This week’s respondents are Matt Habel, Steve Mancuso, Jim Walker, Tom Mitsoff, and Chad Dotson.
Our Daily Reds Obsession: What’s the best-case scenario for Anthony DeSclafani? Worst-case?
Matt: I think a realistic best case scenario for Disco is that he can get back on the field for an extended amount of time and at least show his stuff that he flashed in 2016 that got Reds fans so hopeful for his future. Worst case scenario, which unfortunately seems a bit more likely than the best-case, is that he cannot stay healthy and does not perform, falling victim to the recent curse of Reds pitching development. Maybe this is just me being pessimistic, but I am not holding my breath that we will ever see him live up to the expectations he built up prior to the injuries.
Steve: Other than a handful of minor league starts, DeSclafani was sidelined all of 2017. He was coming off a strong 2016 season, ready to lead the Reds starting rotation. But DeSclafani strained (partially tore) his ulnar collateral ligament in spring training. The Reds chose a non-surgical route. DeSclafani began to rehab in August and left a start at Dayton with the dreaded forearm discomfort. Two separate doctor opinions confirmed the injury was inflammation (tendonitis) not structural damage. He turns 28 in April.
Upside for 2018: DeSclafani makes 25 starts and pitches 150+ innings. He maintains his career strikeout and walk rates. He puts up #2 or more likely #3 numbers for the Reds.
Downside: The elbow issues return and require surgery.
Jim: About now, Anthony DeSclafani might feel he has been living his worst-case scenario; and, I would be inclined to agree. Following a breakout season in 2015, he missed half of 2016 (muscular issue) but looked to be back on track at season’s end only to subsequently miss all of 2017 with a different and likely more serious health issue (elbow woes). With his service time having crossed the arbitration eligible threshold, his lack of durability looms as career defining, possibly even career threatening. Disco’s best-case scenario seems simple to me. He gets to the mound at the MLB level and stays there. His full season performance in 2015 and half year in 2016 have established he is a solid mid to top of the rotation starter when he is healthy. The only real question is can he get and stay healthy. Until the health question is resolved, we can’t really begin to assess just how high his ceiling could be.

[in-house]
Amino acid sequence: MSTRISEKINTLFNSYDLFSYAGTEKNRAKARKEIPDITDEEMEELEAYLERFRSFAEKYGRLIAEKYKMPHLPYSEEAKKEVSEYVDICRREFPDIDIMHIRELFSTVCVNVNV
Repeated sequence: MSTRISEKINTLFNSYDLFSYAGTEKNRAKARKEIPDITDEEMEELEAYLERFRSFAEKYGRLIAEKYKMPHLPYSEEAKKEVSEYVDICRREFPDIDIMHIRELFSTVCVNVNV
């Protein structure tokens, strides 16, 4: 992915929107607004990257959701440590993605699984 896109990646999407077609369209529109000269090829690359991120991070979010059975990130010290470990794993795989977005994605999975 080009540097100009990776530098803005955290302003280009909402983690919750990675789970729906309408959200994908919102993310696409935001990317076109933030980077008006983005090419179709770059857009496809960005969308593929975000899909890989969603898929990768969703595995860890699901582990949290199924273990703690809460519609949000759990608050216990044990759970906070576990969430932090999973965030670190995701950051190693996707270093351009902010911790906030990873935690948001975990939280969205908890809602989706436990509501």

Tom: Anthony DeSclafani could be the most important player for the Reds in 2018. When he has been healthy, he has looked like a potential number two starter in a good rotation. It seems like forever ago, but he was 9-5 with a 3.28 ERA in a 2016 season abbreviated by an oblique injury that has almost seems like the new rotator cuff, in terms of its frequency among Reds pitchers. Last season he had the frayed, instead of torn, elbow ligament. So the best case would be for him to return to his 2016 form, and perhaps even continue to develop. But that is unlikely for a pitcher who has missed 75 percent of the past two seasons. His innings are likely to be limited in some way.
The worst case would be for that frayed UCL to give way and, for all intents and purposes, finish his career with the Reds, at least.
Chad: The worst-case scenario is easy: it’s what we saw last year from DeSclafani. Injuries that don’t heal quickly and make you worry about his long-term durability.
The best-case scenario is easy to envision, if you try. DeSclafani will be just 27 years old this year. He was brilliant in 2016, when he was healthy, before the oblique injury. If his elbow is healthy in 2018, there’s no reason to believe he can’t be a top-shelf starter, even an ace. He did throw 184 innings in the big leagues as a 25 year-old; if the Reds can get 184+ out of DeSclafani next year, I think everyone will be very happy with the results. I’m not willing to bet the ranch on that one, but my fingers are crossed.